I spoke often with students and parents about their frustrations with the education system throughout my time in Kayanga, and these frustrations erupted into nationwide protests in the spring of 2013 when the government announced that more than half of the country’s 10th grade students had failed a national test and would not be permitted to continue studying for their high school diplomas in secondary schools. In an instant, thousands of children were denied an education. Parents and educators that I was talking with all had the same questions for me, “How can we help our children succeed?” Out of these conversations was born the backbone of what would become The Ota Initiative.

The Tanzanian education system is riddled by the same problems that we fear here in the U.S. – untrained teachers, a lack of supplies, and an emphasis on standardized tests that makes memorization the most common method of instruction. Children go to school, listen to lectures in a language they do not fully understand, and leave the classroom uninspired, unprepared to pass the tests required of them, and unable to address the issues within their own lives and their community. The Ota Initiative cannot fix all of this, it can however, help create a cadre of youth who have the self-confidence and skills they need to succeed in school and positively impact their community. Guided by numerous studies that have shown the effectiveness of hands-on learning and year-round classes, I worked with Amizade Global Service-Learning, another American volunteer in Kayanga, and local teachers to create The Ota Initiative.

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During each school break, 25 elementary school students gather for three weeks to engage in arts and science projects that help develop their creativity, critical thinking, and leadership skills while also reviewing key subjects from Tanzania’s national curriculum. We emphasize hands-on learning, and each session has a scientific theme that is explored through experiments, games, craft projects, stories, and theater. Students engage in public speaking to help build their self-confidence, play cooperative games to improve their teamwork skills, and read stories about world leaders to inspire leadership development. The final component of our program is our English curriculum. While English is the language of  secondary and post-secondary education in Tanzania, for most students it is a third language, and they struggle to learn it in primary school from teachers who often times do not have a complete grasp of the language. Every morning of the program, our teachers explain new vocabulary words and hold conversations in English with our students to help improve their language skills. All of the stories used throughout the program are also read to the students in English and Swahili to reinforce their use of both languages.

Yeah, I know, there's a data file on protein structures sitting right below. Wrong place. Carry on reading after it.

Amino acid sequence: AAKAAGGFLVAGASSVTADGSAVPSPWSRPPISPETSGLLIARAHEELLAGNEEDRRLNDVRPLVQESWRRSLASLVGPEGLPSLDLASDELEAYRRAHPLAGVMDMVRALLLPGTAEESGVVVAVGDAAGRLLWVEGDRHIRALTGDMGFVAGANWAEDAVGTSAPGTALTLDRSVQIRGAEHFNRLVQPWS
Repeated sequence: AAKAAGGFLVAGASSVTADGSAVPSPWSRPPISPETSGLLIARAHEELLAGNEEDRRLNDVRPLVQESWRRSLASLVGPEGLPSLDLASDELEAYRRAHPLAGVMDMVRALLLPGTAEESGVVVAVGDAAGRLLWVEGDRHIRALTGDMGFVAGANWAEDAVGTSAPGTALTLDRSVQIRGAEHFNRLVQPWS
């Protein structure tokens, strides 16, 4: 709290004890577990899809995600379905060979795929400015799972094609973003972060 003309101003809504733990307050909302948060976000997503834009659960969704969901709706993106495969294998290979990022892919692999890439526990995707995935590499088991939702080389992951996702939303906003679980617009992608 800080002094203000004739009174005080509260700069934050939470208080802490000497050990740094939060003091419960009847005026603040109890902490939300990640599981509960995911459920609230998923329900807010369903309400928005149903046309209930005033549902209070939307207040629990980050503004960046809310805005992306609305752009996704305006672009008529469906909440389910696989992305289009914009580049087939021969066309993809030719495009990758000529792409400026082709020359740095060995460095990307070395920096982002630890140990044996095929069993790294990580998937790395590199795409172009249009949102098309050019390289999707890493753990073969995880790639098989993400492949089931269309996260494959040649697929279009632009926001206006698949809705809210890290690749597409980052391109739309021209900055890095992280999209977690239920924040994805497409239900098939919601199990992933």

Since we ran our first program in December 2013, The Ota Initiative has successfully run six school-break programs, and the results have been impressive. At the beginning and ending of each session, our teachers orally interview students to see how much they understand the program materials. We knew we had a successful program model when our very first session students’ scores increased by 60 percent. When they returned for the next program and were quizzed on the previous session, students on average still scored 40 percent higher than the original pre-test, demonstrating that our students retain most of the information they learn.

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This is not to say though that establishing and running The Ota Initiative has not been without its challenges, the greatest of which was preparing out staff to run our programs. The idea of teaching children about scientific subjects through art projects and games is still novel in the U.S., nonetheless in Tanzania. We therefore invested a lot of time into staff development purely because we needed to make sure they understood our motives and methods or the program would fail. I am proud to say that the program is now almost entirely locally run, with me just providing guidance and fundraising from the U.S. Our program is also slowly expanding and growing as we continue to add new elements. For example, in 2015 we welcomed a group of volunteers from West Virginia who ran training for our staff to help better prepare them to teach our English curriculum. This collaboration was immensely successful, and we plan to welcome more volunteers in the future.